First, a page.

KPU announces first students to graduate in ground-breaking fully inclusive program

Thu, Feb 4, 2021

The first three students of the ground-breaking Including All Citizens program at Kwantlen Polytechnic University will be graduating soon. The program involves the full inclusion of students with intellectual disabilities into Faculty of Arts courses.

“All students benefit from inclusive education and, in this case, inclusive post-secondary education,” says Dr. Fiona Whittington-Walsh, a sociology instructor at KPU and president of Inclusion B.C.

“Over the past five years, I have gotten to know these students and can say that I have seen their confidence level increase enormously as they take courses for credit alongside their non-disabled peers. This is the power of inclusion at work here.”  

The three students graduating will be receiving a Faculty of Arts Certificate, a credential consisting of 10 courses that are fully transferable through the BC Council on Admissions and Transfer. The certificate pre-exists the program and is designed to provide an educational experience that prepares students for work, citizenship, and critical engagement with their communities.

“This is a student-centred learning environment where everyone is included and valued on an equal basis, thereby making it an exemplary learning experience for all and is one of the first fully inclusive, for-credit university certificate programs,” adds Whittington-Walsh.

For students like Kya Bezanson and Anju Miller, the Including All Citizens (IAC) program has given them the confidence they need to pursue their education without barriers.

“For me, personally, the IAC has given me pride to graduate with credit and to know I helped the future generations of people with disabilities to be able to take courses and learn like everyone else. I will be taking more courses in art and sociology after the pandemic is over,” says Bezanson.

“I was given the opportunity to take creative writing before English and because of that I gained the confidence to walk into English feeling I could do anything,” says Miller, who wants to become a writer. “This experience has allowed me to pursue creative writing courses and hopefully be able to obtain my creative writing bachelor, which will help me become a much stronger writer.”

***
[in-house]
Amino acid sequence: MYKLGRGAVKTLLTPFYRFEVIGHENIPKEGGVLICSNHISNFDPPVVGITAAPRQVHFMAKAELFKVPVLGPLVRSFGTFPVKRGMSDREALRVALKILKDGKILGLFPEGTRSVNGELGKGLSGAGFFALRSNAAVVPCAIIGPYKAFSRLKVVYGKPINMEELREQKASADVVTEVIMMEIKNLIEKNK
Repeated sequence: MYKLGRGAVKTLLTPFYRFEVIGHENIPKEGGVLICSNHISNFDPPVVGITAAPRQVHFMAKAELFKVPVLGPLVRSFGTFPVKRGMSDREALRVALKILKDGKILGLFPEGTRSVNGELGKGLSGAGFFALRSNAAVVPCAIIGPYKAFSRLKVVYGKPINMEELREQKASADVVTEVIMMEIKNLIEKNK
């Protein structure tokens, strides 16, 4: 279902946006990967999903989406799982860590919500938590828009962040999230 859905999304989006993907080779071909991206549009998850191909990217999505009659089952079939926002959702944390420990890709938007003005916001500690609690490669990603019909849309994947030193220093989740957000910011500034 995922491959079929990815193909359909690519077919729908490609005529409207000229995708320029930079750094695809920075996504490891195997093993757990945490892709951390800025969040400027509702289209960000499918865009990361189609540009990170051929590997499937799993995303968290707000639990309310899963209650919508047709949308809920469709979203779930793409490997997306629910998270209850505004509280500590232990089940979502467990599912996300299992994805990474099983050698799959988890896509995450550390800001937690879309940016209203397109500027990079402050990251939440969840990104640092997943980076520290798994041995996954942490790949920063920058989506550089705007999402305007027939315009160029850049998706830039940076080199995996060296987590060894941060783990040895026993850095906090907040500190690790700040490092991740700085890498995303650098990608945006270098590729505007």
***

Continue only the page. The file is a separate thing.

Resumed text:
The Including All Citizens program was spearheaded by Whittington-Walsh working with partners Inclusion BC and Inclusion Langley Society. The project started in 2016 and has received financial support from the Vancouver Foundation, and Irving K. Barber Endowment for Educational Opportunities, administered by the KPU Foundation.

Other instructors are now joining her in using principles of universal design for learning to transform the way they teach.

“Young people with intellectual disabilities share the same hopes and aspirations for their future as their siblings, friends and peers,” says Dan Collins, chief executive of Inclusion Langley Society. “Fully inclusive post-secondary education is an important step in the journey to independence and a good life and should be available to every young person in our province.”

Karla Verschoor, executive director of Inclusion BC, says the hurdles faced by the students with intellectual disabilities is the same as every other post-secondary student, but with Including All Citizens they are able to have these experiences alongside their peers.

“Our vision for the future is that every young adult has an opportunity to attend post-secondary, including young adults with intellectual disabilities. Including All Citizens planted a seed, but we all need to help it grow,” adds Verschoor.

Currently, there are two students continuing to work towards their certificate and Whittington-Walsh says there will be a new cohort of students starting in spring 2022.